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Windows 7 was made to run on a mere 5MHz Pentium, 128MB RAM and it worked, mostly

Windows 7 on 5MHz CPU

It is hard to deny that Microsoft's Windows 7 was one of the most beloved operating systems with many cherished features and some may certainly argue its impact was just as big as those of Windows 95 and Windows XP before it. While support for Windows 7 ended over two years ago, the 2009 OS is still the third most popular with around a 10% market share.

One of the reasons for its popularity was its meaningful system requirements as it could actually ran well on its minimum requirements. All you needed was a 1GHz single-core CPU and 1GB (32-bit) / 2GB (64-bit) system memory. And despite such low requirements, the software was designed to support up to 256 cores/threads in 64-bit mode highlighting that it was pretty forward-looking. Although Microsoft stuck with the same requirements till Windows 10, it is generally never as smooth an experience on the newer much heavier OS.

To test how low one could go with Windows 7, Twitter user and Windows enthusiast NTDEV tried running it on a 5MHz Pentium-S processor - which is 200 times lower than the official requirement - and 128MB of RAM. You may notice in the image below that the Pentium chip is running at 50MHz. NTDEV notes here that the LogonUI refused to load up with anything below that. The 5MHz clock was achieved by editing 86Box's source code, the virtual machine where the test was conducted.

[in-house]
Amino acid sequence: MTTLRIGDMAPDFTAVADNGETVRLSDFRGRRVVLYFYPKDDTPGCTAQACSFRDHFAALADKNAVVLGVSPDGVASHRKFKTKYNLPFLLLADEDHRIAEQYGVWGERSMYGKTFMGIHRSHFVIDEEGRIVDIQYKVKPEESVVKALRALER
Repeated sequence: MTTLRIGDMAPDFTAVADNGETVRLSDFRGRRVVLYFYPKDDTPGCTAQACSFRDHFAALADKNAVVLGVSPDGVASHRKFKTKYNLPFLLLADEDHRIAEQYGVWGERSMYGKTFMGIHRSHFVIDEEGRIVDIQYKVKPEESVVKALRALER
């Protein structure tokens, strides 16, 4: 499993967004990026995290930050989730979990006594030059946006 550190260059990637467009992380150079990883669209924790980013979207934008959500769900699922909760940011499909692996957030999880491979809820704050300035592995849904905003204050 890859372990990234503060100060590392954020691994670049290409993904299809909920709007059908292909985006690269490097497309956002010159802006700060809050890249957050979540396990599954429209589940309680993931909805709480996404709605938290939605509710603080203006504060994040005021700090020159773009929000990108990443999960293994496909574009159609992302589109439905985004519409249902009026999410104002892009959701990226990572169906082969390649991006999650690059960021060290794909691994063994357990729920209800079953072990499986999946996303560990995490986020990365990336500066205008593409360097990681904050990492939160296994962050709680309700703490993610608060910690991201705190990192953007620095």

Pentium-S at 50MHz and 128MB RAM booting Window 7

Aside from this, several major modifications were made too. The entire OOBE folder (c:\windows\system32\oobe folder) was deleted and Registry tweaks were made to emulate a "pseudo-OOBE state". The BCD (boot configuration data) was also tweaked so that it booted into Safe Mode even when the "Start Windows Normally" option was chosen. For further de-bloating, the GUI elements were disabled too.

NTDEV successfully managed to boot into Windows 7 Ultimate build 7601 SP1 after around 28 minutes. The system was stable with the WCPUCLK or Real TIme Clock Checker confirming that the system was indeed running at 5Mhz.

Windows 7 on 5MHz CPU

Ultimately it was a fun experiment and most people who are still running Windows 7 as their daily driver probably are doing so on much faster PCs anyway. And in case that PC happens to meet Windows 11 requirements, Microsoft says you can certainly upgrade to its latest OS though it would require a clean installation.

Source: NTDEV (Twitter) (1), (2) via Tom's Hardware

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